The Clean Girl Aesthetic. The Girl Boss. The Super Mom. The Corporate Baddie.
The women on our phones wake up before the sun to jog, journal, and meditate. They’re running a 5 to 9 before their 9 to 5.
And the call is coming from inside the house. It’s women telling other women that the secret to success is to grind and push and do more, always more, but also less—you have to know when it’s less, not more, of course. Culturally, we’ve adopted these personas as if they were an outfit to wear and not another attempt from society to tell women who and how to be.
The Girl Dinner trend has gone in a thousand directions since it landed on my feeds. It finds its place somewhere among the #softlife and #cottagecore hashtags and, in a non-confrontational way, challenges other, more insidious and socially acceptable standards. I’ve also seen it used in reference to girls—ahem—devouring each other, but that’s because my Twitter knows how incredibly gay I am. Aside from the always welcome lesbian memes, I think Girl Dinner speaks to something bigger culturally.
This is the idea: girls (defined as anyone who would like to identify as such) have universally recognizable experiences that are not necessarily taught or modeled. Away from the prying insistence of capitalism and girl bossing, we have our Girl Dinners. A bagel slathered with cream cheese eaten over the sink. An entire watermelon eaten on a balcony during a heat wave. Six crackers, a ball of burrata, and the remainder of the sliced ham in the fridge.
Girl Dinner is all about not going out of your way to do more than you were going to. It’s about pulling the stuff out of the back of the fridge rather than whipping up the latest lemon pasta recipe you saw on TikTok. It’s an exhale—the admittance that not only do we not want to be perfect, we enjoy our imperfection.
To have that private world, where we can fall apart with one another and know that at the very least, someone else understood, has been the rope thrown to me in an ocean of uncertainty.
In this private world, we eat chicken fingers and homemade poutine after the bar while stalking our crushes on Facebook. We roll joint after joint and walk through unfamiliar cities or sleep on opposite ends of couches or grind up magic mushrooms and make them into a tea. We bring each other clean socks and towels. We roll our eyes about the jobs we have and the responsibilities of our lives and know that even as we wander into our 30s, we will always sit in a tub together and eat macaroni salad when it’s too hot to make something else.
We have fun together. We are bored together. We were girls together, and now we are women.
I remember walking out of my friend’s bathroom with a positive pregnancy test at 20, crying my eyes out. She said, “It’s okay…no matter what, it will be okay,” and if I wanted to have the baby it would be the most loved baby on the planet. I knew then that even if I were a single mom, I wouldn’t really be alone.
When the show “Girls” came out, I was in university and it felt like a sort of manual to being a 20-something woman.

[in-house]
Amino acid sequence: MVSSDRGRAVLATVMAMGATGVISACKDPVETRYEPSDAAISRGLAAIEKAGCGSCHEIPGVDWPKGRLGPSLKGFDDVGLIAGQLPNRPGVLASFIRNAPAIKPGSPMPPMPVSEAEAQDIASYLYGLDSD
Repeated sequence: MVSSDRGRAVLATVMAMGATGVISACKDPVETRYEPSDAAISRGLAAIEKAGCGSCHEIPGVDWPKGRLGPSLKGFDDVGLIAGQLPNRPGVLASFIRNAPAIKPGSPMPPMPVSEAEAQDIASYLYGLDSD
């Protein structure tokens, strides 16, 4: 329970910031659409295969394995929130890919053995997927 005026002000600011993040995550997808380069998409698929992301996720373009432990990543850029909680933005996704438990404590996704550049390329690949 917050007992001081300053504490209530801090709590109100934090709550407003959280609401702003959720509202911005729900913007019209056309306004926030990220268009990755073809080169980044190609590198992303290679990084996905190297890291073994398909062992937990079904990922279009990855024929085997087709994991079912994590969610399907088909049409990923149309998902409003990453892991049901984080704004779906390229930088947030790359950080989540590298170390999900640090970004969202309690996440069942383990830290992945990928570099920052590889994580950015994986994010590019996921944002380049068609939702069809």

A friend’s mom would sometimes watch over her shoulder and once asked, “Is this really what being 20 is like these days?”
“Pretty much,” my friend said.
“That seems awful,” her mom replied.
But it wasn’t awful—it was wonderful to see that friendships and relationships and work and making big decisions were supposed to be messy and painful. It meant we weren’t all complete f*ck-ups if Hannah Horvath didn’t get the guy in the end and briefly went to grad school but then quit because it wasn’t for her.
And the Jessa-Hannah bathtub scene was a revelation for me. Jessa’s rushed, seemingly perfect marriage had fallen apart, and she comes home to find Hannah in the bathtub. She strips down and climbs in and begins to cry and snot into the tub. Hannah holds her hand and consoles her and teases her, and suddenly the broken pieces of Jessa’s life don’t seem as jagged. The scene made me want to climb into tubs with my friends and cry on their shoulders and know that there was power in that—in being women together, regardless of what might happen in our lives.
We know that we could go out there and work and get things done, and we will, and we do. But we are still often unsure, and to revel in that is a relief. It has to be, or you could go a little crazy. A lot has changed since our university days, but a lot more has stayed the same.
What I love most about Girl Dinner is the permission to embrace exactly who I am in this moment. To stay in bed until noon, to start swiping on four different dating apps before deleting them the next day, to work extremely hard on something and then realize I hate it—this is what life is today. Dinner might be a homemade lemon pasta after all, but it could also be pickled beans and cake made from store mix.
I don’t think I will ever become the woman I see shown to me on my phone, but I can keep falling in love with the women I see around me, and the woman I see in the mirror. And on the days I can’t stand any of it, when the world seems to insist that realness and softness is nothing more than a straggler from adolescence that has no place in real life, I have at least one option.
I can get in the tub and cry with someone who loves me.